We’re currently celebrating Men’s Health Week from June 14 to 20. It’s an important initiative that shines the spotlight on men’s health issues and encourages men to take charge of their health and wellbeing.
Although therapy might not be for everyone, we can all benefit from some help sometimes. And that may be even more so for men, who are less likely to seek professional mental health support.
“Men face unique mental health challenges largely because of cultural expectations,” says Parke Sterling, a licensed professional counselor in Virginia. “It’s oversimplified to put it this way, but for many men the ‘playbook’ for happiness is to get a job that pays decently well, work hard to move up, and spend your free time having a beer with buddies talking about superficial matters like sports.” The problem is that this can be quite dissatisfying, he adds, because guys find they lack a true purpose and connection—two vital elements for any human being.
Additionally, dads can feel weak or guilty asking for help or time to themselves. But for fathers to stay healthy, “they need to be seen as more than keeping the lights on and food on the table,” says Daniel B. Singley, PhD, clinical psychologist and director of the Center for Men’s Excellence. “Tons of research shows that one of the best things you can provide for your family is the healthiest version of yourself.”
Below are seven ways dads (and any man) can support their mental health so they can be at their best in all areas of their lives.
Accept and normalize that you have mental health needs. First, be aware that you have these needs, Singley says, and that “needing” something outside of who you currently are is not a weakness. “We all need stuff we don’t have,” Singley says. “It doesn’t mean you are weak. It means you’re thoughtful and you want a life that’s about thriving, not surviving.”
Diversify your social life. “One of the most common dynamics I see that causes the biggest hit to a dad’s mental health and wellbeing is that they tend not to really keep up with friends and social support,” Singley says. Instead, a guy tries to get all of his intimacy and social support needs met by his partner. This is a recipe for failure. “No one person can meet all our support and intimacy needs,” Singley says. “If you are only willing to be vulnerable with your partner, that sets up your relationship for tremendous strain.” You could eventually start to resent your partner. For their sake and yours, book those tee times, happy hours, guys’ weekends, and other events with a range of friends. You’ll find you can support each other in different ways.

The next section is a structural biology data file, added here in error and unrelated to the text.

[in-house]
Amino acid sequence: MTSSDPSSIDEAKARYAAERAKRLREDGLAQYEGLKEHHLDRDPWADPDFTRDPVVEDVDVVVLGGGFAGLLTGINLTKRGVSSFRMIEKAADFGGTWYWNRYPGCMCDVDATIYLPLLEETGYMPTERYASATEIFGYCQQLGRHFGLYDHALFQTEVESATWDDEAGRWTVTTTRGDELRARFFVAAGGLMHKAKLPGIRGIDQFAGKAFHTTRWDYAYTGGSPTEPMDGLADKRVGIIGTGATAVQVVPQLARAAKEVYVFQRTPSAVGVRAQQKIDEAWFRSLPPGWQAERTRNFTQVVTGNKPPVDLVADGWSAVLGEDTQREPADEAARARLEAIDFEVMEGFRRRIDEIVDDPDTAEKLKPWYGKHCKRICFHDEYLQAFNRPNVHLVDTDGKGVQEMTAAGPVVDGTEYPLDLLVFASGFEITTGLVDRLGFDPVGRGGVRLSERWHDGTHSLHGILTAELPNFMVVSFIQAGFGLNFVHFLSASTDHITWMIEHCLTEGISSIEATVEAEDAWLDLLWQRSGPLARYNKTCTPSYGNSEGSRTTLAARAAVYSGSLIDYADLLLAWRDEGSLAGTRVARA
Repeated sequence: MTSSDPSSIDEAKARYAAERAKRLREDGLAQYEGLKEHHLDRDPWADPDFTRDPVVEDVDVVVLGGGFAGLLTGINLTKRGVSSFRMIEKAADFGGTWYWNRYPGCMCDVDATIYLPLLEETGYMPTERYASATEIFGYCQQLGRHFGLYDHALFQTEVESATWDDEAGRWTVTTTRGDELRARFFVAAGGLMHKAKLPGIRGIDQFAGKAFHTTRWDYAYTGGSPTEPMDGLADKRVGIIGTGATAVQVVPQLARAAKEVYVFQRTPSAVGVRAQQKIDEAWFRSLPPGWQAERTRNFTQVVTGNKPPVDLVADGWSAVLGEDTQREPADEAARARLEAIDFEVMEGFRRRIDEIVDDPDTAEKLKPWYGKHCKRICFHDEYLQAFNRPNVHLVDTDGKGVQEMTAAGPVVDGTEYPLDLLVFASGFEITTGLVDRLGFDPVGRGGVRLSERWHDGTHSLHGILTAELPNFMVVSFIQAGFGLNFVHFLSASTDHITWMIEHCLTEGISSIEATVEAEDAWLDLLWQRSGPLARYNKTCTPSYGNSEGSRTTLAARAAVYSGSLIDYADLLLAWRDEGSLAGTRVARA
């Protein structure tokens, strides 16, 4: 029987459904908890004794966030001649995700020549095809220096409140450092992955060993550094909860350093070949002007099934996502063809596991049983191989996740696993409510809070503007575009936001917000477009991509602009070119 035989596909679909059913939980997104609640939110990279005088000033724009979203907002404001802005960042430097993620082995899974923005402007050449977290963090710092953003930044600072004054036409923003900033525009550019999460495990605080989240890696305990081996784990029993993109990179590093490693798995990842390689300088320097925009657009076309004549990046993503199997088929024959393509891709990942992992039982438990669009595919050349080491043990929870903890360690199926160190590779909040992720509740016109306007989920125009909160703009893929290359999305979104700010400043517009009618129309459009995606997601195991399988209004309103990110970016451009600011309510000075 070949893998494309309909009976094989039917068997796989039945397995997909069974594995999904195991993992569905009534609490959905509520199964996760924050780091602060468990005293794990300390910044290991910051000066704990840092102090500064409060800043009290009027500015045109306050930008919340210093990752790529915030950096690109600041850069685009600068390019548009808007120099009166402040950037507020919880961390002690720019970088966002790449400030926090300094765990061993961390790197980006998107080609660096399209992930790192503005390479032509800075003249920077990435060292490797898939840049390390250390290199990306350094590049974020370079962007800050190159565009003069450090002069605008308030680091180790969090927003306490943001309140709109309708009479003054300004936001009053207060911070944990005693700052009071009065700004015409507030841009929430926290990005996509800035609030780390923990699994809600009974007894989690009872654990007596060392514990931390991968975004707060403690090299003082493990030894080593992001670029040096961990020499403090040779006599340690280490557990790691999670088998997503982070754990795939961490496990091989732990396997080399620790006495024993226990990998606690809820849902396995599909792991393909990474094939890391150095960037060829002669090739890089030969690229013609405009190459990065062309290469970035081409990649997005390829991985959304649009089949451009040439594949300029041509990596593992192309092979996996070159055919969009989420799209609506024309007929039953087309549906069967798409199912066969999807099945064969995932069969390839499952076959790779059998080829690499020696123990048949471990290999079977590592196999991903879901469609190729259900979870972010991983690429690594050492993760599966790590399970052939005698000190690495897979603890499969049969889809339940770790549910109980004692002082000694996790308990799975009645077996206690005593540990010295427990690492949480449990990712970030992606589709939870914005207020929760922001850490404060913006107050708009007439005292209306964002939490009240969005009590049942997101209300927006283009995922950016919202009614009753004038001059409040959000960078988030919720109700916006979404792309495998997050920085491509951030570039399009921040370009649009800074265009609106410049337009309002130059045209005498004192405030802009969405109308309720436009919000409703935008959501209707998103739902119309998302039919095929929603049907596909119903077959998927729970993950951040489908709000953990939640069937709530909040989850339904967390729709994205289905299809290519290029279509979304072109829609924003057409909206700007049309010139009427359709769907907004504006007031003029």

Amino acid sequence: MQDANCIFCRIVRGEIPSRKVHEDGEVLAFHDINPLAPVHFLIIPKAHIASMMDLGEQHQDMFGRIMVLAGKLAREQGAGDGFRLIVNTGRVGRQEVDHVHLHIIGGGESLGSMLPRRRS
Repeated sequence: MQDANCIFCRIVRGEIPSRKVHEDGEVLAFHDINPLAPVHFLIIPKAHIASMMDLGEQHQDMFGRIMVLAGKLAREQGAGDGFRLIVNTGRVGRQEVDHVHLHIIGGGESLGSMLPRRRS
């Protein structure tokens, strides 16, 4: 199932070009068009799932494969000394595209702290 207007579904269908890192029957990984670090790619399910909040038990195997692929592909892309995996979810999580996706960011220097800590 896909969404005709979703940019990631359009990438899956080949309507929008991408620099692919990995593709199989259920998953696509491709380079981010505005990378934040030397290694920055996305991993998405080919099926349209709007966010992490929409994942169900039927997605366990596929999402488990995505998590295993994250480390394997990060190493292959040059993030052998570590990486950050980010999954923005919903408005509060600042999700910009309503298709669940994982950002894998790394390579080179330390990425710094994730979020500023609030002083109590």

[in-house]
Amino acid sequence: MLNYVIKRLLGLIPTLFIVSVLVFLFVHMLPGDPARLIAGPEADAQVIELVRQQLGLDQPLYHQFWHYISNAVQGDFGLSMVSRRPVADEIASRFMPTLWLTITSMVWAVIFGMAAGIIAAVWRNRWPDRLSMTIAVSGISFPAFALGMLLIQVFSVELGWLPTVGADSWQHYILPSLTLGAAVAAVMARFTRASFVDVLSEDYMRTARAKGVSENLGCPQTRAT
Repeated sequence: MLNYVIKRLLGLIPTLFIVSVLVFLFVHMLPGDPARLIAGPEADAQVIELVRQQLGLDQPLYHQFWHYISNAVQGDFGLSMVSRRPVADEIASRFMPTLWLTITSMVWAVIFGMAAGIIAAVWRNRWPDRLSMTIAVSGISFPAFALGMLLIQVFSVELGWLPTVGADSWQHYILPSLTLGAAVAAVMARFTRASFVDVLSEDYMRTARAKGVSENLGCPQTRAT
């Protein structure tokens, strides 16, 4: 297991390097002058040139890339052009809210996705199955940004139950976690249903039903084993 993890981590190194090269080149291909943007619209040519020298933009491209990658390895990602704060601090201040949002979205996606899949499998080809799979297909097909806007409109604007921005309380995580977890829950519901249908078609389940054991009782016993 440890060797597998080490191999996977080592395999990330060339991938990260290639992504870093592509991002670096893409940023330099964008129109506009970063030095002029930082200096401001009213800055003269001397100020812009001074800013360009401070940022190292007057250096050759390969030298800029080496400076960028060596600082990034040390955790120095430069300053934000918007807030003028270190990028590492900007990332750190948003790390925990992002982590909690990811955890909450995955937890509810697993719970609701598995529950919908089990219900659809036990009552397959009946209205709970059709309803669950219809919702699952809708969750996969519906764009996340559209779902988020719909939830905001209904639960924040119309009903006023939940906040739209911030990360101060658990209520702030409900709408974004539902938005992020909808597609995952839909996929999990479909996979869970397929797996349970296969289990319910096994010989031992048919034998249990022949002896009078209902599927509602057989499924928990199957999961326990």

Take chances. When you get together with friends, dare to talk about deeper-level issues, Sterling says. This doesn’t have to be every time (after all, there’s a game to watch!), but having real conversations will allow you to connect on a new level. You may even find that you struggle with the same challenges and can give each other support and advice. Or simply commiserate.
Keep up your hobbies. “Men who become fathers, due to the whole protect-provide-hunter thinking, focus less and less on things in the ‘I’d really like to’ column because they focus on ‘I have to, or everything will fall apart,’” Singley says. But it’s essential to engage in meaningful activities that don’t directly inform the family logistics. Find things you don’t only enjoy but that truly give you a sense of meaning, whether that’s playing in a local basketball league, hiking alone, writing short stories, or anything else.
Be active. Oftentimes after they have kids, parents can fall prey to thinking exercise has to look a certain way—it has to be a specific length of time and level of intensity. And if they can’t get that, they shouldn’t do anything. Don’t fall into this trap. Any activity will boost your mood, give you a sense of accomplishment, and support your mental health.
Seek out other dads. Look online to find local groups or virtual ones that meet or have Facebook pages. These not only expand your social network, they also help you see you’re not “the only one” going through the challenges you face and can be a wealth of ideas for everything from talking to your boss about more work-from-home days to talking to your preteen about sex and so much more.
This information is for educational purposes only and is not intended as a substitute for medical diagnosis or treatment. You should not use this information to diagnose or treat a health problem or condition. Always check with your doctor before changing your diet, altering your sleep habits, taking supplements, or starting a new fitness routine.